When did you join the Department of Economics/KBS/UL? 

I joined in January 2022. I came from Lancaster in the UK where I had been for eight very happy years. Before that I was a Research Fellow at The Irish Longitudinal Study on Ageing (TILDA) in Trinity College. Prior to that I was in Warwick for my PhD, which I greatly enjoyed. I have moved around a lot! 


What are some of your major professional accomplishments? 

I have just published in Social Science and Medicine, a four star journal. This was a career highlight especially because a co-author, Chiara Costi, was my PhD student and the paper was a chapter of her thesis. I supervised her MSc dissertation, so it’s been great to see her progression.  


What are some of the challenges you’ve faced as a post-doc/researcher? 

Economics is a tough discipline. There is a much higher bar for publication in terms of rigour (especially demonstrating a causal effect) relative to most social sciences. We publish far fewer papers than other disciplines and there is a huge premium on quality relative to quantity. Even getting a review at a four/three star journal is so much tougher than at a two star. Lastly, the reviewing process is so slow. A three month wait between reviews is considered fast! They should pay people to review.  


What are you currently researching/working on? 

I am revising a paper about the effects of the Smoky Coal Bans on health in Ireland.  People are very harsh towards our politicians, but the ban is a great public policy success. 

In teaching, I run an undergraduate applied economics module. I had not taught Irish students before, so it’s interesting to compare them to the British students I used to teach – for example it’s clear to me that Irish students have a much broader base of knowledge because of the Leaving Cert. 

I am also getting ready to launch the Postgraduate Diploma in Economics and Public Policy.  Exciting times! 


Why did you choose your current career? What does your appointment mean to you? 

I loved my undergraduate courses in statistics and econometrics. I loved doing data work because it’s an applied skill. I got talking to my lecturer, Prof. Colm Harmon, and it turned out he needed a Research Assistant. So one thing, just led to another. I remember at the time of leaving undergrad, I was going to join the Army, but I decided to give economics a go. It’s funny how things turn out. 


How do you think young professionals in your field can best develop their knowledge and skills?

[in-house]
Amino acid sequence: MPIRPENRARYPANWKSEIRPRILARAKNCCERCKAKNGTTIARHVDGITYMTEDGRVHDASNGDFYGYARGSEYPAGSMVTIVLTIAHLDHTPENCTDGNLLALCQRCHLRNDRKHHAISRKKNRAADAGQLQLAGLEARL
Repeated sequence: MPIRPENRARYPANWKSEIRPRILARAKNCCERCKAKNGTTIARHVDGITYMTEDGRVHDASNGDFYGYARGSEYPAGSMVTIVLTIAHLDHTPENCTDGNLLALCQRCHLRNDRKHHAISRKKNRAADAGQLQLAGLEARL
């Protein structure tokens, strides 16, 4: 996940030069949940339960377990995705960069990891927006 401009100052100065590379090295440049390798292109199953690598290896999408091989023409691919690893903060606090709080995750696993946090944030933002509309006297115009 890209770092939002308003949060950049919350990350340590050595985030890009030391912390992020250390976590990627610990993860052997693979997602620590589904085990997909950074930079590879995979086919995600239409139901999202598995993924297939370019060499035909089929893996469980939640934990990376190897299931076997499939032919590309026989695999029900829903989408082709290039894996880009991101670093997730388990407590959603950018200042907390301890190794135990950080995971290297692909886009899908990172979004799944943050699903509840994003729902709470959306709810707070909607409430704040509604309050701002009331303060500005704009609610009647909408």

Talk to your lecturers about careers in their area of expertise. A lot of students, even high achievers, don’t seem to have a broad knowledge or interest in economics. They should read general interest publications like the Financial Times, The Economist and even certain professional journals like Journal of Economic Perspectives. I listen to a lot of podcasts – EconTalk and David McWilliams are excellent. Students should attend events on campus - this year we had visits from the Chief Economist to the Government, a Deputy Governor of the Central Bank, and the Chief Economist of Northern Trust among others.  


When you are not researching or working, what do you do? 

I used to run, but my knees gave out. I have been doing Orienteering for the last few years, but now I want to do open water swimming. 


Who are some people in your field that you’d like to acknowledge as having a positive impact on you? (3 or 4 will do a short sentence about them). 

I started out life as research assistant to Colm Harmon, Kevin Denny and Arnaud Chevalier. All are great researchers who gave me great training and were very patient and generous. Colm and Arnaud very much took a “natural experiment” approach while Kevin took a much more technical nonparametric approach. My PhD supervisor, Ian Walker, really showed me the importance of linking theory and empirics. All of them showed me the importance of producing research to the highest international standards.  

My post-doc at The Irish Longitudinal Study on Ageing had a different focus. Brendan Whelan, a former director of the ESRI taught me a lot about survey design and collection. He had a great saying: “if you find something interesting, you are probably wrong”.  Alan Barrett, now the director the ESRI, taught me a lot about making research relevant for policy makers. More recently, I have learnt a lot about Stata programming from Kit Baum. I have also learnt a lot from my co-authors and my research students. 

In terms of teaching, I take inspiration from everyone who taught me including school teachers and even my driving instructor. I did my years as a teaching assistant – I learnt so much from the module leaders. Nothing makes you know something like having to teach it. 


Where is your favourite place on the UL campus? 

The 50 metre swimming pool. It’s such a fantastic facility. Please don’t tell anyone because I like having a lane to myself.  


If you didn’t live in/near Limerick, where would you live & why? 

I would love to do a sabbatical in the USA to experience American university life. Maybe my HoD will be nice to me...